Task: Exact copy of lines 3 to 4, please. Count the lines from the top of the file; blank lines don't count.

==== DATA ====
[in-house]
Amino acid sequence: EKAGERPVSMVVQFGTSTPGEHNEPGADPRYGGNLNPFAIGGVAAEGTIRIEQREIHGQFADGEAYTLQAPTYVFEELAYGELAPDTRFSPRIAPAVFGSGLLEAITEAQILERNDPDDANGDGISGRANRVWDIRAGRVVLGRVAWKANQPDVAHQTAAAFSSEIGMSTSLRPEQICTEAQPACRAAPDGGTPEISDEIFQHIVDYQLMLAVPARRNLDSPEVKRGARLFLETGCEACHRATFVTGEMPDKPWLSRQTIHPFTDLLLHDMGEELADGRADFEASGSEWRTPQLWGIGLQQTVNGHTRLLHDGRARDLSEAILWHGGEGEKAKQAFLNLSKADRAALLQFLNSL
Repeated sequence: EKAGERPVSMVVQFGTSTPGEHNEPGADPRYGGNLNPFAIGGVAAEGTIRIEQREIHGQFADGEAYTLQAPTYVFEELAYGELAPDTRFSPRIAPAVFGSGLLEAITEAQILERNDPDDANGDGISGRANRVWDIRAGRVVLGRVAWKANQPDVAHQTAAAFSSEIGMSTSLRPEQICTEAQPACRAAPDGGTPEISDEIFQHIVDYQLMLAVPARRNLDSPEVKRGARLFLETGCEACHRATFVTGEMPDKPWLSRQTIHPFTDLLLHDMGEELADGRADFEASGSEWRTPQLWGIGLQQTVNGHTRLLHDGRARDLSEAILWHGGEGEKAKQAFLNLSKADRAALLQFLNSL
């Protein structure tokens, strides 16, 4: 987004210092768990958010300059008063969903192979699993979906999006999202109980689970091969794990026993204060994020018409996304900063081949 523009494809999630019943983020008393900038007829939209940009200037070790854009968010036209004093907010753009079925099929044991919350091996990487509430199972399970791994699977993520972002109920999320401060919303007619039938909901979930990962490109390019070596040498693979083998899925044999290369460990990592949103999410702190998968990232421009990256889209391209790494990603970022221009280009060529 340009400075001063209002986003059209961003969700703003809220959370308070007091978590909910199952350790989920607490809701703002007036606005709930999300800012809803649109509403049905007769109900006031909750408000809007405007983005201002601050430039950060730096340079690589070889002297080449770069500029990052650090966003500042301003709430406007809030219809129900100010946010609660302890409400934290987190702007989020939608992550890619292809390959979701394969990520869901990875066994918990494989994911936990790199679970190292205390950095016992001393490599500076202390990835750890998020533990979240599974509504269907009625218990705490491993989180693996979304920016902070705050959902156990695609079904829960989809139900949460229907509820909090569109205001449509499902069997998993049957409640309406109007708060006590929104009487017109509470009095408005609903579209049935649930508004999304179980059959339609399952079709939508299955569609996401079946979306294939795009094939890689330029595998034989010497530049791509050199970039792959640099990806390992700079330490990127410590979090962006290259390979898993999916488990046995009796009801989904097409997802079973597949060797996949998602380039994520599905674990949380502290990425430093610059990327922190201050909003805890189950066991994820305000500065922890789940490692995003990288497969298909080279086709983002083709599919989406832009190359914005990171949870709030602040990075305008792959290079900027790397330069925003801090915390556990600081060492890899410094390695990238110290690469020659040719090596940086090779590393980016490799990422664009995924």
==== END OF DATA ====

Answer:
Repeated sequence: EKAGERPVSMVVQFGTSTPGEHNEPGADPRYGGNLNPFAIGGVAAEGTIRIEQREIHGQFADGEAYTLQAPTYVFEELAYGELAPDTRFSPRIAPAVFGSGLLEAITEAQILERNDPDDANGDGISGRANRVWDIRAGRVVLGRVAWKANQPDVAHQTAAAFSSEIGMSTSLRPEQICTEAQPACRAAPDGGTPEISDEIFQHIVDYQLMLAVPARRNLDSPEVKRGARLFLETGCEACHRATFVTGEMPDKPWLSRQTIHPFTDLLLHDMGEELADGRADFEASGSEWRTPQLWGIGLQQTVNGHTRLLHDGRARDLSEAILWHGGEGEKAKQAFLNLSKADRAALLQFLNSL
């Protein structure tokens, strides 16, 4: 987004210092768990958010300059008063969903192979699993979906999006999202109980689970091969794990026993204060994020018409996304900063081949 523009494809999630019943983020008393900038007829939209940009200037070790854009968010036209004093907010753009079925099929044991919350091996990487509430199972399970791994699977993520972002109920999320401060919303007619039938909901979930990962490109390019070596040498693979083998899925044999290369460990990592949103999410702190998968990232421009990256889209391209790494990603970022221009280009060529 340009400075001063209002986003059209961003969700703003809220959370308070007091978590909910199952350790989920607490809701703002007036606005709930999300800012809803649109509403049905007769109900006031909750408000809007405007983005201002601050430039950060730096340079690589070889002297080449770069500029990052650090966003500042301003709430406007809030219809129900100010946010609660302890409400934290987190702007989020939608992550890619292809390959979701394969990520869901990875066994918990494989994911936990790199679970190292205390950095016992001393490599500076202390990835750890998020533990979240599974509504269907009625218990705490491993989180693996979304920016902070705050959902156990695609079904829960989809139900949460229907509820909090569109205001449509499902069997998993049957409640309406109007708060006590929104009487017109509470009095408005609903579209049935649930508004999304179980059959339609399952079709939508299955569609996401079946979306294939795009094939890689330029595998034989010497530049791509050199970039792959640099990806390992700079330490990127410590979090962006290259390979898993999916488990046995009796009801989904097409997802079973597949060797996949998602380039994520599905674990949380502290990425430093610059990327922190201050909003805890189950066991994820305000500065922890789940490692995003990288497969298909080279086709983002083709599919989406832009190359914005990171949870709030602040990075305008792959290079900027790397330069925003801090915390556990600081060492890899410094390695990238110290690469020659040719090596940086090779590393980016490799990422664009995924």